The police brutality exhibited by the white police was a recipe for violence. The African-Americans living in the inner cities raised their concerns about police brutality which had a reputation of using excessive force against black suspects. The Rodney King video that went viral was right and confirmation of the policies inhuman activities. The enmity between the police, Latinos and African American youths forced the Los Angeles city into the 1992 explosion (Kim 2012: p.18). The African-American community was under siege from the fall-out of drugs, gangs, violence and racism. When a minor conflict arose between the African and Korean-American, it was a possible trigger to a violent eruption in the city.

Role of the Media

The live broadcast and print media from the very first time Reginald Denny’s brutally beaten and later rioter breaking into and burning buildings played a significant role in shaping and circulating imaginary cultural discourse. The white dominated media shaped the viewership of the violence. Korean store owners could be seen brandishing weapons. Later, in the analysis of the causes of the violence, the media failed to include voices of the Korean-American into the discussion (Cheung 2011: p 12).

The killing of Latasha Harlins, a fifteen-year-old African American girl by Soon Ja Du in 1991 precipitated violence. The verdict which put Du on probation was not fair according to African Americans. The other event triggered the violence was police brutality on Rodley King, but the four police were acquitted (Kim 2012: p.18). Consequently, violent attacks against the Koreans and their stores ensued. The media misrepresented the African and Korea relations leading to the wider belief that the riots were as result of ethical tensions. The society misconceived the Korean community in general, and the group appeared as aliens. The media perpetuated the sensationalist stereotype. The media diverted the roots of racial attacks and violence in America. Also, the media broadcasting the violent experience to the society led to the construction of a collective, visual memory.


The article by Rose Kim mentioned of racial violence against the Korean- Americans as the primary cause of 1992 riots in Los Angeles. However, some believe that the incident was ethnically instigated but historical racism in America contributed to outpouring anger. The two communities have a mixture of relationship before the violence. Korean society is largely homogenous that has one culture, one ethnicity, and language. Monoculture groups of people can find it problematic to conduct or have their business thrive in multicultural society. It was difficult for the Korean merchant to interact with customers despite their industrious and hardworking characteristics. The black community perceived Korean-Americans as were exploitative and not willing to hire them in their businesses. Conversely, the Koreans viewed African-Americans as lazy, poor and violent where these misconceptions resulted in conflicts between the communities (Arnold 2011).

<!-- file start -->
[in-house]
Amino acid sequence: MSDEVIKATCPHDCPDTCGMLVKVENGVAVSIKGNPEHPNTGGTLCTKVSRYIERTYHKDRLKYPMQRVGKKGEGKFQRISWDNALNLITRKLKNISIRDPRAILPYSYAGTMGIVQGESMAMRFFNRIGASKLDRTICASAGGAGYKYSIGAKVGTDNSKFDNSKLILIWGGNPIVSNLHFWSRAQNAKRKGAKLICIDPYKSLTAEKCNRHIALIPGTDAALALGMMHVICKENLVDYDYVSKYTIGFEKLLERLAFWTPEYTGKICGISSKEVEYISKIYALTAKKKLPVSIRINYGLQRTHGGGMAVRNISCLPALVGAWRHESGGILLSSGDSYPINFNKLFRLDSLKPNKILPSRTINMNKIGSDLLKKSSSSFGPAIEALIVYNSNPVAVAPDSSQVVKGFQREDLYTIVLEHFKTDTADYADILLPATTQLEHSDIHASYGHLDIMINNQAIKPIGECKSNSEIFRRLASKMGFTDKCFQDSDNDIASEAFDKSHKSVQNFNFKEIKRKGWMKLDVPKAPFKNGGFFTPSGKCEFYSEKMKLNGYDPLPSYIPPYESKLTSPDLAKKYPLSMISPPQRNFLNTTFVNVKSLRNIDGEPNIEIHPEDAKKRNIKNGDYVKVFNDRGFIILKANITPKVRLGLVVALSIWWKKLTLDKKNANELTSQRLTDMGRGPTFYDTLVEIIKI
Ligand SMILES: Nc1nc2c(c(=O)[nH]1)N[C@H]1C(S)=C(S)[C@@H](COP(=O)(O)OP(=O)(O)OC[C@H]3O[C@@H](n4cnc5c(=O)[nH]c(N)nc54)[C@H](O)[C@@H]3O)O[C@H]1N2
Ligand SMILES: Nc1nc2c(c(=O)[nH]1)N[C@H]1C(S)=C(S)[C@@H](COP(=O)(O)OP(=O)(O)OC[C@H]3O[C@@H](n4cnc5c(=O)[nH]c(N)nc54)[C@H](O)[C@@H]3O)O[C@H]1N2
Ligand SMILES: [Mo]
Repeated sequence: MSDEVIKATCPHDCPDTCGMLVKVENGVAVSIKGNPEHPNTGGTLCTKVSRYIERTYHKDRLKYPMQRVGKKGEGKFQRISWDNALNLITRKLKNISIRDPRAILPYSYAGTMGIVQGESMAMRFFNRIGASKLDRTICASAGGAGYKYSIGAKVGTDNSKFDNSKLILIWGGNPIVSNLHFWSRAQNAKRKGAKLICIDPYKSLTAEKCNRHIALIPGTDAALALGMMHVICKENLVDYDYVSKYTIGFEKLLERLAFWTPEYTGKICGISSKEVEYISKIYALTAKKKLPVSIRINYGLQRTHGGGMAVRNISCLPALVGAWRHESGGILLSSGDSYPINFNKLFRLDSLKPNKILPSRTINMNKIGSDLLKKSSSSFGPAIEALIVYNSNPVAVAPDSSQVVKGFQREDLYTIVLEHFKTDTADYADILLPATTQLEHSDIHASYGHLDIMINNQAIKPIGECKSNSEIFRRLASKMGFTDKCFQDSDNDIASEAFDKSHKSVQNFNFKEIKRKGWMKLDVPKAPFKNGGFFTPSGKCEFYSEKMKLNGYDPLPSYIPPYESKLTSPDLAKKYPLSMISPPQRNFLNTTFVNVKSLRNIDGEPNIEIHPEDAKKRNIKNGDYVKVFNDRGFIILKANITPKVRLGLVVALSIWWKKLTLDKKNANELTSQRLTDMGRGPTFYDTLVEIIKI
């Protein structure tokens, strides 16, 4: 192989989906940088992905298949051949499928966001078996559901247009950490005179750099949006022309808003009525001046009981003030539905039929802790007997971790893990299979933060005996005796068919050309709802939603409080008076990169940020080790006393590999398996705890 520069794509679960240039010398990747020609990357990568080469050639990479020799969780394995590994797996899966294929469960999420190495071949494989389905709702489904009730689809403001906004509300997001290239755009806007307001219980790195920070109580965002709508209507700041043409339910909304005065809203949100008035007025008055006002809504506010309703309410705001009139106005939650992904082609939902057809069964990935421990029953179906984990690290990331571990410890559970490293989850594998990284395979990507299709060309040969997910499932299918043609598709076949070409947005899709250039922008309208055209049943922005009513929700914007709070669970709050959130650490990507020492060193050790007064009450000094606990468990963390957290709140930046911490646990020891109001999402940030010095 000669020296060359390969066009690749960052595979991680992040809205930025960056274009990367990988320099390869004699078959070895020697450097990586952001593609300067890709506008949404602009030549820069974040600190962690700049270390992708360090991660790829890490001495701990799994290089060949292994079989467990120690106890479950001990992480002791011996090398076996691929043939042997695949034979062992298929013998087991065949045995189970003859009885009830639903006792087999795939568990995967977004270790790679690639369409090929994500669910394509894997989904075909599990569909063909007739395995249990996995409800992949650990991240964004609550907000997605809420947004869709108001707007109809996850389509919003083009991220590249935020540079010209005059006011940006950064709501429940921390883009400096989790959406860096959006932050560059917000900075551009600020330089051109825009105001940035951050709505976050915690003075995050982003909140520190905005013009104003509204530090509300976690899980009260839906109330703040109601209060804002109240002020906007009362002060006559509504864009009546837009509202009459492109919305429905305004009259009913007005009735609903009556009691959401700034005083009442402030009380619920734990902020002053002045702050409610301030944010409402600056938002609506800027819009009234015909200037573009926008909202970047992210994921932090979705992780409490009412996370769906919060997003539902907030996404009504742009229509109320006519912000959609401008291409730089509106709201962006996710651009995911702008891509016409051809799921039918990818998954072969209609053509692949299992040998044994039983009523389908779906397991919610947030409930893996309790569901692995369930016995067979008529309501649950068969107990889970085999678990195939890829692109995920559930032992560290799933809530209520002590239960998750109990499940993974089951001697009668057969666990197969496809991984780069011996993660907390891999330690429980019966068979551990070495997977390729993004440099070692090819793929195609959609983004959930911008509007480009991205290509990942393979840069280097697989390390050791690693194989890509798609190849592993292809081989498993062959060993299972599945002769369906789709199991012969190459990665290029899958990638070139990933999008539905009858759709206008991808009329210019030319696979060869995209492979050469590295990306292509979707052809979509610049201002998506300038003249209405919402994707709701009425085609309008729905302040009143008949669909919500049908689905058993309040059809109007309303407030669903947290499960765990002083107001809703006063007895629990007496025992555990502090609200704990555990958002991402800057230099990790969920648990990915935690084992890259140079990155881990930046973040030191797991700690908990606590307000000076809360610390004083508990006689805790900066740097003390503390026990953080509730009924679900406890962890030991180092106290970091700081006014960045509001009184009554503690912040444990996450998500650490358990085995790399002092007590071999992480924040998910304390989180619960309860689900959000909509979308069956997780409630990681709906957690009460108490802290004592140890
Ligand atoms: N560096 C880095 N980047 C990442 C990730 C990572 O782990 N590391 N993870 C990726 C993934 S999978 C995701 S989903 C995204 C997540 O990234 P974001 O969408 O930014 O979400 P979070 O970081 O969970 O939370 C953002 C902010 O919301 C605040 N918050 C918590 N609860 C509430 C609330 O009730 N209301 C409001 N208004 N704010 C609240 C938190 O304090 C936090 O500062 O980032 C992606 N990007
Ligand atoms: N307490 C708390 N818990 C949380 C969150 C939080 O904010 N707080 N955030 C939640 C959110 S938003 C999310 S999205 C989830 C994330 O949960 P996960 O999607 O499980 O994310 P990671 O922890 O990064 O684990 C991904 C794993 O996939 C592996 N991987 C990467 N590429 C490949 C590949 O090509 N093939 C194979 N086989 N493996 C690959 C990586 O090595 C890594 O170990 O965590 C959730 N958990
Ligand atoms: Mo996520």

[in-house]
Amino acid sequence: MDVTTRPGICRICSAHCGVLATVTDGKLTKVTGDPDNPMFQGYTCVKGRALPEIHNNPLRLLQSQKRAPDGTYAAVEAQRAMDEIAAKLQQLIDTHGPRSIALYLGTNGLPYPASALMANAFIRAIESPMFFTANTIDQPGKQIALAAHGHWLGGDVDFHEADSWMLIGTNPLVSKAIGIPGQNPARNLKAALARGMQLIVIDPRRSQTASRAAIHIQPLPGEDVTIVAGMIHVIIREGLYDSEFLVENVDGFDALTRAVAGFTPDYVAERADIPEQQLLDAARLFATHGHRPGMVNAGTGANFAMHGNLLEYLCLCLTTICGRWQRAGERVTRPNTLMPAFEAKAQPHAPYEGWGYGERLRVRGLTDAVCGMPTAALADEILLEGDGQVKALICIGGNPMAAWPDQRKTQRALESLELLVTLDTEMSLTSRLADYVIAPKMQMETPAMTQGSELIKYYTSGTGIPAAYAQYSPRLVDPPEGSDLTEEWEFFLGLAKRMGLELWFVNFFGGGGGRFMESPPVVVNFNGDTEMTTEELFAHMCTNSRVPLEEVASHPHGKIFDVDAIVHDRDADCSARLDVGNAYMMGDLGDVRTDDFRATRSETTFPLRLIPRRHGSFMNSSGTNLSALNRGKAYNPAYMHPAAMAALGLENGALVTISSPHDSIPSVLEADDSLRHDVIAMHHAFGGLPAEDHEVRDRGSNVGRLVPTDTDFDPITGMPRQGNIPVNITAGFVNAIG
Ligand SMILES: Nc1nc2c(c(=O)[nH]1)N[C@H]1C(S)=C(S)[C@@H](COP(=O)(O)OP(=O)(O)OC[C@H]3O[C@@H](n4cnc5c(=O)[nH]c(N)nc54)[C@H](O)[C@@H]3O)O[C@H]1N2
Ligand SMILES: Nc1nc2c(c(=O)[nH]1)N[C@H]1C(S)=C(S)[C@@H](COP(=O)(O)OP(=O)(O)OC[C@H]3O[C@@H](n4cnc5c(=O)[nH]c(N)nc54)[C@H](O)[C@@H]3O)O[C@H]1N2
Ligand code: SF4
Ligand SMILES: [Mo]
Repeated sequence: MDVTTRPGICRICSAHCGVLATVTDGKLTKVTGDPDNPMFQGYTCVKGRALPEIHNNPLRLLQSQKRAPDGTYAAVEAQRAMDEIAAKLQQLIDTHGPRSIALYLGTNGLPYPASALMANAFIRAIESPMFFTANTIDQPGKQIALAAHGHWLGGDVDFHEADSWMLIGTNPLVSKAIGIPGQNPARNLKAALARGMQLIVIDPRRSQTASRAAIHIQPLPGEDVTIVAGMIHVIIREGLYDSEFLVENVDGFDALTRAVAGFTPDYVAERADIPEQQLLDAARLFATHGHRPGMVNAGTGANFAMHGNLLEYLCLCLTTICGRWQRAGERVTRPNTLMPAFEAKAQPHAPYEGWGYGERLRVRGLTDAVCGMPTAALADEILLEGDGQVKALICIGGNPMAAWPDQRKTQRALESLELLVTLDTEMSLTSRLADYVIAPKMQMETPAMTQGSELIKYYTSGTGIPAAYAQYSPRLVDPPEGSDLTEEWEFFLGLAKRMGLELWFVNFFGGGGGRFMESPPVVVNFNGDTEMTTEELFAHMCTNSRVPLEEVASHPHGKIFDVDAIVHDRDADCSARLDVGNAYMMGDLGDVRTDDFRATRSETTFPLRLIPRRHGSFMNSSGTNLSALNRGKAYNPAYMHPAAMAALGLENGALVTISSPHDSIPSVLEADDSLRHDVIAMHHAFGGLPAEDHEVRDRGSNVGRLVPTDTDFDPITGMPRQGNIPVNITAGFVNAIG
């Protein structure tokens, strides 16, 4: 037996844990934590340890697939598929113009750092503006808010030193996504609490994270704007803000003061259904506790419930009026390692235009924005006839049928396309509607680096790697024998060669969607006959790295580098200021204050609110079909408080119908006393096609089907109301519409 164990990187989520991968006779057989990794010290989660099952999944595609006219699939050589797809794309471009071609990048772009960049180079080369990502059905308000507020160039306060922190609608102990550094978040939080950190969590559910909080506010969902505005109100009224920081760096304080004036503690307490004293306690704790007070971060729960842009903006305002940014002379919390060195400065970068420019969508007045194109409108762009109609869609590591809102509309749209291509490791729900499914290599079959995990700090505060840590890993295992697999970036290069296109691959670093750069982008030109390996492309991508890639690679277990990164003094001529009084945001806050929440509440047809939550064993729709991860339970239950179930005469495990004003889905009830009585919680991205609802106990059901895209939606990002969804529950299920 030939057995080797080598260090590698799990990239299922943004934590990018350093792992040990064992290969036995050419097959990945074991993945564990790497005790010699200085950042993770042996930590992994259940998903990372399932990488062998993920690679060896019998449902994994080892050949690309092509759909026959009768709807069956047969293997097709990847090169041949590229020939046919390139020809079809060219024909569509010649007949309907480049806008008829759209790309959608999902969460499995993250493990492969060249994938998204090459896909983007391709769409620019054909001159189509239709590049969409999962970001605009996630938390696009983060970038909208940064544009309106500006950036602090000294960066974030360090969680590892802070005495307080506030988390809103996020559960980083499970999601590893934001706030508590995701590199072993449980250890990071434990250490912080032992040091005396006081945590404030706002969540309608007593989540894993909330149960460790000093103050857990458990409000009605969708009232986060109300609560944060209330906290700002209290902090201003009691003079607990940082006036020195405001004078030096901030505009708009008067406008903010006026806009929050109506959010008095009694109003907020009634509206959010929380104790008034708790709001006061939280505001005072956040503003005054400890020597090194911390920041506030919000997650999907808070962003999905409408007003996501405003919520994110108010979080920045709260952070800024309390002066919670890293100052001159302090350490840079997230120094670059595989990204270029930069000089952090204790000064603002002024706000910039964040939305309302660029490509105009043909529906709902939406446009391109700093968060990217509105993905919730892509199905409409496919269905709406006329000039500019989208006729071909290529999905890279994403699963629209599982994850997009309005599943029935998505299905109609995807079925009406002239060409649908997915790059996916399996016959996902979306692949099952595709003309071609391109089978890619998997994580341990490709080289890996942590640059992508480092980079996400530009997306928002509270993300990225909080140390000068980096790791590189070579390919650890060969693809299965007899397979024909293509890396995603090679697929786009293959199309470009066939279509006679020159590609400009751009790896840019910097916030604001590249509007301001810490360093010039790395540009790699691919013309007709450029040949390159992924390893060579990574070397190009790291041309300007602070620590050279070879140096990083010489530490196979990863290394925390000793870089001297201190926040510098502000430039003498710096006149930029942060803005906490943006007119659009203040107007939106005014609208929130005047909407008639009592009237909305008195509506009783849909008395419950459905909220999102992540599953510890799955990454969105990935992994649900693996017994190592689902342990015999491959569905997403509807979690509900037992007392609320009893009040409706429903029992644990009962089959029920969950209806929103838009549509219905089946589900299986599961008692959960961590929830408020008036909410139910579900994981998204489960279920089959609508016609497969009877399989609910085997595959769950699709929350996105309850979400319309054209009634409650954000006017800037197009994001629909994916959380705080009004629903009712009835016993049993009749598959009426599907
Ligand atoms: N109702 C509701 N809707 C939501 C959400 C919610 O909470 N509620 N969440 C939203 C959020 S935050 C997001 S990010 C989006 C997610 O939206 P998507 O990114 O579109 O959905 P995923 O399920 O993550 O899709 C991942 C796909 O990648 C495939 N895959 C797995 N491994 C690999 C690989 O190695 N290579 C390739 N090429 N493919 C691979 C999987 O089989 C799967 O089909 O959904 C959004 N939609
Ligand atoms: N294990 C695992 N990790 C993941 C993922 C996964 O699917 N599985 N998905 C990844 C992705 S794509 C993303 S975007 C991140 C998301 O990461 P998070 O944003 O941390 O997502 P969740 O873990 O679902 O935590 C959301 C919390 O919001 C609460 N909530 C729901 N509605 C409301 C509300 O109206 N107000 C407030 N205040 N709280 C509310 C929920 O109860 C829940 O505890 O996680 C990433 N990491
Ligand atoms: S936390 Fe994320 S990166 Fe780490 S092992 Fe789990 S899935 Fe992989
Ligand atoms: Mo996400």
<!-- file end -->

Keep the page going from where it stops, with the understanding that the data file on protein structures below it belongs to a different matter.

The immigrants in the United States always face mistreatment upon arrival. The Koreans and the African-Americans lived in harmony until the Koreans overtook the black community economically. The Black-Korean conflict could not have been racial but rather economic supremacy battle. The causes of the 1992 Los Angeles riots in Los Angeles were as result of Korean exploitation of the African-American community. The Korean merchants did not invest in the community, and the economic situation caused the African-Americans to try and destabilize the Korean economic progression. The condition in the Central South region signaled disaster (Arnold 2011: p 39). The store owners found in the region were established at the wrong time in the development history of Los Angeles City.


The Korean Americans were not recognized in a positive light prior to the 1992 riots. The reason for the neglect is that they the community was not integrated into the American society. The Korean community thrived well in the midst of poor and forgotten black community. The powerless and voiceless minority was pinpointed for political destruction by an economically depressed minority. The role of the media in the riots was imminent and indicated how another society perceives them before and during the violence. Key issues emerged in the Korean-American community living in South Central. The Korean had been silent and failed to participate in American political process. The community left their hearts in Seoul establishing a ‘koreantown’ as an ethnic enclave in Los Angeles. After the violent attacks, the Korean-Americans realized their exploitable and vulnerability and underrepresented minority in the US.


Arnold, K. R. (2011). Anti-Immigration in the United States: a Historical Encyclopedia: A Historical Encyclopedia. Greenwood. http://www.myilibrary.com?id=331712.

Kim, R. M. (2012). Violence and trauma as constitutive elements in Korean American racial identity formation: the 1992 L.A. riots/insurrection/saigu. Ethnic and Racial Studies. 35, 1999-2018.

Thornton, M. (2011). Meaningful Dialogue? The Los Angeles Sentinel’s Depiction of Black and Asian American Relations, 1993-2000. Journal of Black Studies. 42, 1275-1298.